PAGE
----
Newsweek and New York Times Magazine Redesigns

- - Magazines

Magtastic Blogsplosion has reviews of the Newsweek (here) and New York Times Magazine (here) redesigns. Newsweek is worth paying attention to as Tina Brown was named EIC after it was merged with The Daily Beast. Tina famously broke the ban on treating photography seriously in The New Yorker by hiring Richard Avedon. That was after she put Vanity Fair on the map. Of course that was a different era in magazines and now that we have the internet to contend with who knows if she can right that old ship.

Magtastic says the photo editing is well done and the journalism is solid but there’s some “poor-taste news-related gossip” sprinkled in there that weakens the whole package. Personally, I really like the idea of combining the far reaching seo baiting Daily Beast with serious journalism and photography of Newsweek. And, I agree they should stay separate. Online should up-sell the magazine and drive traffic to the newsstand for important stories. Now that the entire issue can be downloaded to an pad or phone, the online presence should drive that not invade it. Combining forces does not mean you have to mash it all up, instead attract the different audiences and sell them something.

The New York Times Magazine famously doesn’t have to compete on the newsstand with other magazine so they can do whatever the hell they want inside. That leads to outstanding journalism and photography within an “aimless” (as magtastic calls it) overall package. The review the review of the redesign goes on to say the there’s a surprising “lack of hard-hitting photojournalism” and the “images are small and feel distant, used more to break up the page than to illuminate the story.” That’s going to be a real shame if this redesign uses photography as decoration for some art directors grid. In this day and age printing images at less than full bleed in a magazine is a complete waste of time. Let’s hope they come to their senses.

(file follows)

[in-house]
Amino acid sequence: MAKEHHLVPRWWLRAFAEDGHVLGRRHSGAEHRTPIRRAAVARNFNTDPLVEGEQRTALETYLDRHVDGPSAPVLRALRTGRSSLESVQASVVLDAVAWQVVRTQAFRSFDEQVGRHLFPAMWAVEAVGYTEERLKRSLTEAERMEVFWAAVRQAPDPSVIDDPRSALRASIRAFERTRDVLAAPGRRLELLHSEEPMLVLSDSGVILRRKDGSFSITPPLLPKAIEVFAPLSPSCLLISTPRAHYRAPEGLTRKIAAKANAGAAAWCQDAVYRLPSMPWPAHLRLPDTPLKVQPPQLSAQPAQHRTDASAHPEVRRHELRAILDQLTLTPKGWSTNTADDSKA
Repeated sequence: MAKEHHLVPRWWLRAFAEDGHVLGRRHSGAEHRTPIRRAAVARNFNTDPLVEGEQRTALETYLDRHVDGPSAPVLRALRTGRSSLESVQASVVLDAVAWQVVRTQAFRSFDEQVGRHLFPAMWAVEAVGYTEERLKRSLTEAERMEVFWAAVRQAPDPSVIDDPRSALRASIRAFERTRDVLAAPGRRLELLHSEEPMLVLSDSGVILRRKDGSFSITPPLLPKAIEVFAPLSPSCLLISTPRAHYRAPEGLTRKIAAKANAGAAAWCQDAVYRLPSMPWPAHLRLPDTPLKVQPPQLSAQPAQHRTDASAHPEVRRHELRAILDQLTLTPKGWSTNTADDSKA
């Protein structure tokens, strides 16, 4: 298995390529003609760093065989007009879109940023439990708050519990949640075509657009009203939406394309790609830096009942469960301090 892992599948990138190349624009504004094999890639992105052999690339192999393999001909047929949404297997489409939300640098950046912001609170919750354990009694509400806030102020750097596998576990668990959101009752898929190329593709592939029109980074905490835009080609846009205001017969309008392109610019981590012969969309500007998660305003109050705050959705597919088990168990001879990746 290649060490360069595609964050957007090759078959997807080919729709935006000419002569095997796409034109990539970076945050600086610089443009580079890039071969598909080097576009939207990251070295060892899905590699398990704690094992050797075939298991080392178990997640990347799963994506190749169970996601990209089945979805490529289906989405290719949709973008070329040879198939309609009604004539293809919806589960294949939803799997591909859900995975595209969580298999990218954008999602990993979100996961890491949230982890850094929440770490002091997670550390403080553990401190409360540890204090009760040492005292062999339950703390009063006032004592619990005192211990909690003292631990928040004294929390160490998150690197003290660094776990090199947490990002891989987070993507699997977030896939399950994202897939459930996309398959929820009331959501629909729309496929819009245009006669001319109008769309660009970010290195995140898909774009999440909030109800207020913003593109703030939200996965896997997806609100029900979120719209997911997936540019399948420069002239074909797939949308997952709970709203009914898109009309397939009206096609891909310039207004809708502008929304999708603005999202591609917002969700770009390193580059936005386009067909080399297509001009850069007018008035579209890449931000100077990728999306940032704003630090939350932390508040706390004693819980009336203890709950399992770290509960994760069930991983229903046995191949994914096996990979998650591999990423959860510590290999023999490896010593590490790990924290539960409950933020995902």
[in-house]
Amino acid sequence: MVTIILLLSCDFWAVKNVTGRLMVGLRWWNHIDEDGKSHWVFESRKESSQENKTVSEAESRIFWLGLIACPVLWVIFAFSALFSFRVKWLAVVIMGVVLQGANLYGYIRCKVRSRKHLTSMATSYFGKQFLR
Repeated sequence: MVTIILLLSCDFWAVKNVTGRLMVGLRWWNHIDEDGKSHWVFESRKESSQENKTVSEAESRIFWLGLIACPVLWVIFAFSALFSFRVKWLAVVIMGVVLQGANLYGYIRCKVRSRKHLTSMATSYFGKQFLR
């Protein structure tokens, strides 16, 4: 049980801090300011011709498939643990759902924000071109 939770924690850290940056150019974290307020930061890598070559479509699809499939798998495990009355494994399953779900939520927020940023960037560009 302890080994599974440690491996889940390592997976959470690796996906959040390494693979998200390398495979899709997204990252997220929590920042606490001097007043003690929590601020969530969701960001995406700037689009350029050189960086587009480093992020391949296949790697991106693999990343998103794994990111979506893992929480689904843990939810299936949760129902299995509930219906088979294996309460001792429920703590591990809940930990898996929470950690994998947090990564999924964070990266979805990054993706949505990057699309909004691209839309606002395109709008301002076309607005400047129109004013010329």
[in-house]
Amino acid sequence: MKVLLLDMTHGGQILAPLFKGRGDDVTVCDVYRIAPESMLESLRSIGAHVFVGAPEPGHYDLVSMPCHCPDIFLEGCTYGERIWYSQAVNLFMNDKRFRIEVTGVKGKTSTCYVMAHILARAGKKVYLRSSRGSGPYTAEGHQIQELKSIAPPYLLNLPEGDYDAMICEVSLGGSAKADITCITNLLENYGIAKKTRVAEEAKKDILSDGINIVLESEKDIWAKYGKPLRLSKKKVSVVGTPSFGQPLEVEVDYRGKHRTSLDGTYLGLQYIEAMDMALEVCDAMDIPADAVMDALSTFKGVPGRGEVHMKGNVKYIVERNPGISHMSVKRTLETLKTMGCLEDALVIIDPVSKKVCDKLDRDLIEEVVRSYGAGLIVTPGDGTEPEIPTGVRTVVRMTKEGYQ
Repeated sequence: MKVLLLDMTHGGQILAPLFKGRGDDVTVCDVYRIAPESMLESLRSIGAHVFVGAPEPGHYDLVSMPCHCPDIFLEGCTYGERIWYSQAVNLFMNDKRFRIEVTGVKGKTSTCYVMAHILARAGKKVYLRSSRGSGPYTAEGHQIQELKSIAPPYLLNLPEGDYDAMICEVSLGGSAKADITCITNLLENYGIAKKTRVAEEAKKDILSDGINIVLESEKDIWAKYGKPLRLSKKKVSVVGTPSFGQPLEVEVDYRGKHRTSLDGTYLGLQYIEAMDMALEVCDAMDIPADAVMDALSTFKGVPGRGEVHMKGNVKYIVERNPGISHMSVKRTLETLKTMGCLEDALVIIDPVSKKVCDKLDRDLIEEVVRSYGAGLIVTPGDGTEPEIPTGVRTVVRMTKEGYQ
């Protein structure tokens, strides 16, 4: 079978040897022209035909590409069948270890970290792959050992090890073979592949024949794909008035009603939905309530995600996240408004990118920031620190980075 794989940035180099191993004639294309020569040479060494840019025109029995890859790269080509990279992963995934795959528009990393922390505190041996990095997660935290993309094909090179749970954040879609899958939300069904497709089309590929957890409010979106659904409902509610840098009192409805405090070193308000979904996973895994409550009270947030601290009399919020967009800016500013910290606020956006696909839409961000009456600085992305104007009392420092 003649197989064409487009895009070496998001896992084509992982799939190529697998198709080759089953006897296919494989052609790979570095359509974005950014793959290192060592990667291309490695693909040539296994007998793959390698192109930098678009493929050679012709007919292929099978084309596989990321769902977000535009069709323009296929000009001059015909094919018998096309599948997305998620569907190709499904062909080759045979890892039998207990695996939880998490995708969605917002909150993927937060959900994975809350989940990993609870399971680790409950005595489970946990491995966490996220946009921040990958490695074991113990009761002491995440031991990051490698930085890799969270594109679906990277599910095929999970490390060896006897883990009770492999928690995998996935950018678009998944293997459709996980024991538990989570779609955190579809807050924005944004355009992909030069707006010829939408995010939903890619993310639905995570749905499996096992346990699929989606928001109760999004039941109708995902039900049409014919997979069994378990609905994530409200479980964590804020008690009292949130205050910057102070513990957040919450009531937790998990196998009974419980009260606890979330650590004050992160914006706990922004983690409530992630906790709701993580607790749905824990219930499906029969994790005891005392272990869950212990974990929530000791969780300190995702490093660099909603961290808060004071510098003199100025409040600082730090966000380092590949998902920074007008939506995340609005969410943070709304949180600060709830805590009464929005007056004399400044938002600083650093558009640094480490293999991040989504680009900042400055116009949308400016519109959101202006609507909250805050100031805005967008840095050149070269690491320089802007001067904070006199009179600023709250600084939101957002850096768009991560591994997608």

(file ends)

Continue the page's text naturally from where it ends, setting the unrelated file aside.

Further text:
There Are 3 Comments On This Article.

  1. Thanks for the comments. My intention was to suggest that the previous incarnation of the NYT magazine had a tendency to feel “aimless”. This redesign makes it a lot tighter – though the lack of space dedicated to photography remains a real lost opportunity.

    See the comments on my review for the response by the Photo Director of the magazine – she doesn’t refute my criticism, merely blames it on lack of pages. Still, however few pages they have, the editor still gets to choose how he allocates the space. I think he’s not quite got the balance right yet.

  2. scott Rex Ely

    Even if they don’t “Come to their senses”, they’re still the NYT magazine.